Dubas Kyle (Credit: LinkedIn)
Kyle Dubas, a Brock University Alumnus,has been named the General Manager for the Ontario Hockey League’s Sault Ste. Marie Greyhounds—the youngest GM in the league’s history. Dubas, 25-years-old, is a graduate of the Brock University Sport Management program. [Brock University] McGill University alumnus Dr. Ian C. Munro and his wife, Jayne Munro have gifted a $1.5-million donation to the The Ian and Jayne Munro Chair in Food Safety. The Chair in Food Safety will lead McGill’s new Food Safety and Quality Program (FSQP), which is a new interdisciplinary teaching and research initiative created to direct collaborative research, create undergraduate and graduate teaching programs and provide third-party expertise for the Canadian food industry. “The Ian and Jayne Munro Chair in Food Safety will be the cornerstone of an internationally recognized program in food safety and quality here at McGill,” said Principal and Vice-Chancellor Heather Munroe-Blum. . . . → Read More: Alumni Updates: Brock Grad Youngest GM for OHL’s Sault Ste. Marie Greyhounds, Ian and Jayne Munro Chair in Food Safety
Photo Credit: turtlemom4bacon
According to new research from the University of Western Ontario, tangerines may offer more benefits than simply being tasty. Led by biologists Murray Huff and Erin Mulvihill, the study—published in the journal Diabetes—reveals that tangerines contain a substance called Nobiletin that may help prevent obesity as well as protect against type 2 diabetes and atherosclerosis.
The study—funded by the Heart and Stroke Foundation of Ontario and the Pfizer Canada Cardiovascular Research Program—followed two groups of mice who were fed diets either with or without Nobiletin added. The group of mice on the Nobiletin-enriched diet experienced no elevation in their levels of dangerous substances such as cholesterol, triglycerides, insulin or glucose.
“The Nobiletin-treated mice were basically protected from obesity,” says Huff, the Director of the Vascular Biology Research Group at Robarts. “And in longer-term studies, Nobiletin also protected these animals from atherosclerosis, the buildup of plaque . . . → Read More: Juicy Research: Tangerines Help Fight Obesity, Diabetes, Heart Disease
Photo Credit: Concordia University
Many Canadians suffer from health concerns regarding their weight, especially the growing concerns around obesity. New research now shows that obesity can contribute majorly to other illnesses, with asthma being just one on a list of many.
A new Canadian study looks into what effects obesity can have on asthma, specifically focusing on exercise-induced asthma. Exercise-induced asthma, commonly known as EIA, is a specific type of asthma that induces an asthma attack specifically when exercising. It can happen to people who experience asthma on a regular basis, as well as those who don’t. EIA is generally triggered because of the different ways we breathe when exercising and when at rest. When exercising, we breathe through our mouth—which causes cold, dry air to hit our lungs, thus triggering the attack.
The study—a collaborative effort between Concordia University, Université du Québec à Montréal and Hôpital du Sacre-Coeur de Montréal—examines the high . . . → Read More: Which comes first: exercise-induced asthma or obesity? Concordia researchers ask the classic question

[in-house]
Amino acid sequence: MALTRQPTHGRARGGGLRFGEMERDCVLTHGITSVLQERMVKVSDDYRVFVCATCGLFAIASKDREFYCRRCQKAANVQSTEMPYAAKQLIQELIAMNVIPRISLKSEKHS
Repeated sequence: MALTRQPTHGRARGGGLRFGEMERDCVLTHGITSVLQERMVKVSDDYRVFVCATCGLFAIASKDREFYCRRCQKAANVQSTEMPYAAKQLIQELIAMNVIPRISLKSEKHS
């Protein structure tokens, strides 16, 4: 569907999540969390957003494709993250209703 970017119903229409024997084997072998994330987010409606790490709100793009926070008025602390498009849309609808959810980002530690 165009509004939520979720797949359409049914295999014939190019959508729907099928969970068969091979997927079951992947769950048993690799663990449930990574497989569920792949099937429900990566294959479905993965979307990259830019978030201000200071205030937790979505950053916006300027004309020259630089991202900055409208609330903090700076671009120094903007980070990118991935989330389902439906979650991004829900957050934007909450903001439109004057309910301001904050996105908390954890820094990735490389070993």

Photo Credit: Danny Abriel/Dalhousie University
While party-goers may love the convenient allure of mixing energy-boosting drinks with alcohol—which is a natural depressant—a new study from Dalhousie University shows that this popular combination can be more dangerous than practical.
In a recent study published in Drug and Alcohol Review, researcher Sean Barrett found that consuming energy drinks—such as Red Bull or Rockstar—led people to drink twice the amount of alcohol. According to Barrett, those studied reported that “if they had an average of four drinks when they weren’t mixing with energy drinks, they would have around eight if they were.”
While the exact cause of this occurrence still requires further research, there may be a variety of social and physiological factors at play. For one, many people consuming drinks mixing hard liquor and energy beverages are in a social situation—and people tend to drink more in a social environment. . . . → Read More: Skip the Red Bull at that Holiday Party: Study Shows People Drink Double the Alcohol When Also Consuming Energy Drinks
Most people know that they’ll be ingesting caloric health risks when they chomp down on some junk food, but a recent Canadian study suggests that they could be swallowing even more than they bargained for in their burgers.
According to scientists at the University of Toronto, certain chemicals added to fast food wrappers and microwave popcorn bags are transferred into food and ingested by unsuspecting consumers, eventually ending up in peoples’ bloodstreams.
Polyfluoroalkyl phosphate esters (PAPs) are used in paper food contact packaging—like junk food wrappers and the bags containing microwave popcorn—to help prevent leakage of oils from traditionally greasy foods. As these PAPs break down, they create chemicals called perfluorinated carboxylic acids (PFCAs).
The study, published in Environmental Health Perspective, shows how these chemicals can transfer from wrappers into food; that is, when people eat foods from these packages, they can be unknowingly exposed to PFCAs.
Credit: . . . → Read More: If You Are What You Eat, You Might Be a Dangerous Chemical